Kitchen Fire and Smoke Safety

Published by 911 Restoration on November 17th 2015
In category: Fire Safety, Residential

This #TransformationTuesday we’re bringing the magic to Upstate South Carolina.

If ever you need a reminder not to fight an oil fire with water, take it from this kitchen. While throwing water on a flame is usually a good move, using water to try to stifle a grease fire can cause devastating effects, as this family recently found out. Luckily, this kitchen wasn’t too badly damaged by the time we got there and we were able to successfully restore this family’s walls, cabinets, and ceiling.

What could start out as a small flame can quickly turn into an inferno when you pour water over oil based fire. Because grease fires are remarkably hot, the water vaporizes into steam on contact and expands, sending the oil in all different directions rather than quenching it. Instead of going out the fire swells drastically and could easily catch the rest of your kitchen and house on fire.

So unless you want to create a giant fireball, we recommend you try suffocating the grease fire instead. You can cut off a fire’s air supply by simply placing a lid, baking sheet, or another pot or pan on top of the flame. If that doesn’t work or it’s too large of an area to cover you can also dump baking soda on top of it. A lot of baking soda. Just pile it on. The baking soda creates carbon dioxide which cancels out the oxygen, effectively stifling the fire.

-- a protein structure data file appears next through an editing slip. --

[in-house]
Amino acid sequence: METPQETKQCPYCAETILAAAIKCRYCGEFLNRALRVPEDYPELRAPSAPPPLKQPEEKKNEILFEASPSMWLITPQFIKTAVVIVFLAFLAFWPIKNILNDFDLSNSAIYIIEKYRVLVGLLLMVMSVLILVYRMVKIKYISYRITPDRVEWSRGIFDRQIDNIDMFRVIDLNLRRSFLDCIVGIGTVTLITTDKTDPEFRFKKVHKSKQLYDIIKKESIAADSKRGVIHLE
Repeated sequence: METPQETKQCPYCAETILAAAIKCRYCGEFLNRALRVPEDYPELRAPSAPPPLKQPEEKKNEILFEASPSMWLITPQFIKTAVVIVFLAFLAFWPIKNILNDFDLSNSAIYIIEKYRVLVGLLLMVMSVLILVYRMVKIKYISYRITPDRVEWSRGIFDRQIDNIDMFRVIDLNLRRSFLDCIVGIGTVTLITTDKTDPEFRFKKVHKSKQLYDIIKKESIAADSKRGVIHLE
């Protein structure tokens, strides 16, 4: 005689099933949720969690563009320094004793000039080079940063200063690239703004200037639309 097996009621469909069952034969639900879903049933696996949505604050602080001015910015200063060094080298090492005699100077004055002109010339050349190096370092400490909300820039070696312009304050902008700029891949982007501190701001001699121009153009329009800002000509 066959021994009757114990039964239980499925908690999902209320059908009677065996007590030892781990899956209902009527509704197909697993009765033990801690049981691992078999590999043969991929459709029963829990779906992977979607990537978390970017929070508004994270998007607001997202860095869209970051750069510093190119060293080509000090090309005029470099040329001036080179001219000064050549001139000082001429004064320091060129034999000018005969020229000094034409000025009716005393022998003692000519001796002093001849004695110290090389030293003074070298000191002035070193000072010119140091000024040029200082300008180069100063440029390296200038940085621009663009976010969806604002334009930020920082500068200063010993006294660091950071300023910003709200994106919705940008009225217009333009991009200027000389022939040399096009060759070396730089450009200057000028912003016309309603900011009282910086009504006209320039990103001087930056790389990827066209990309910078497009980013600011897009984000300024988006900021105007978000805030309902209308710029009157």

Fire damage can be a hassle to take care of between the tell-tale burn marks and lingering smell of smoke. Leave it to the professionals and let 911 Restoration transform your home and give you a Fresh Start.


Check out how we restored this kitchen to it’s former glory in the video above, and check out our other #TransformationTuesday projects on our Facebook Page.